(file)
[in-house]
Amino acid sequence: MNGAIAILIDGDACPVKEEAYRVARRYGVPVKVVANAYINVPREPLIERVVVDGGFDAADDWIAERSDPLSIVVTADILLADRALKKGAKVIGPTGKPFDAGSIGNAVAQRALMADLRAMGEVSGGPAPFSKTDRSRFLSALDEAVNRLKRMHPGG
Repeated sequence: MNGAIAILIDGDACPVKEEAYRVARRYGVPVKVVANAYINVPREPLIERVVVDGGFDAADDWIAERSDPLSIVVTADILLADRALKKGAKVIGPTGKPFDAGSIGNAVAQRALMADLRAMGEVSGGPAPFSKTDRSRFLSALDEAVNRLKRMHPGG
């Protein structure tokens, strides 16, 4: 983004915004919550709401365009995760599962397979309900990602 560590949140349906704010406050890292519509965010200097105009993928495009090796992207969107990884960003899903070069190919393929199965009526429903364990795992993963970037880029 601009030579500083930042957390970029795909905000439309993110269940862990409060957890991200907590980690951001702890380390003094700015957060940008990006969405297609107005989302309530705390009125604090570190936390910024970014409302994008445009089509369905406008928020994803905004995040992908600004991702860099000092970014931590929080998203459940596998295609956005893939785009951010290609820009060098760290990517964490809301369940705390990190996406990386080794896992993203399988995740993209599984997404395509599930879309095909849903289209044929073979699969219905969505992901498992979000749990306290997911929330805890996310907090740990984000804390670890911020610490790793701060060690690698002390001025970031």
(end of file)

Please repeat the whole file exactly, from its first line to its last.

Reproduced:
[in-house]
Amino acid sequence: MNGAIAILIDGDACPVKEEAYRVARRYGVPVKVVANAYINVPREPLIERVVVDGGFDAADDWIAERSDPLSIVVTADILLADRALKKGAKVIGPTGKPFDAGSIGNAVAQRALMADLRAMGEVSGGPAPFSKTDRSRFLSALDEAVNRLKRMHPGG
Repeated sequence: MNGAIAILIDGDACPVKEEAYRVARRYGVPVKVVANAYINVPREPLIERVVVDGGFDAADDWIAERSDPLSIVVTADILLADRALKKGAKVIGPTGKPFDAGSIGNAVAQRALMADLRAMGEVSGGPAPFSKTDRSRFLSALDEAVNRLKRMHPGG
């Protein structure tokens, strides 16, 4: 983004915004919550709401365009995760599962397979309900990602 560590949140349906704010406050890292519509965010200097105009993928495009090796992207969107990884960003899903070069190919393929199965009526429903364990795992993963970037880029 601009030579500083930042957390970029795909905000439309993110269940862990409060957890991200907590980690951001702890380390003094700015957060940008990006969405297609107005989302309530705390009125604090570190936390910024970014409302994008445009089509369905406008928020994803905004995040992908600004991702860099000092970014931590929080998203459940596998295609956005893939785009951010290609820009060098760290990517964490809301369940705390990190996406990386080794896992993203399988995740993209599984997404395509599930879309095909849903289209044929073979699969219905969505992901498992979000749990306290997911929330805890996310907090740990984000804390670890911020610490790793701060060690690698002390001025970031």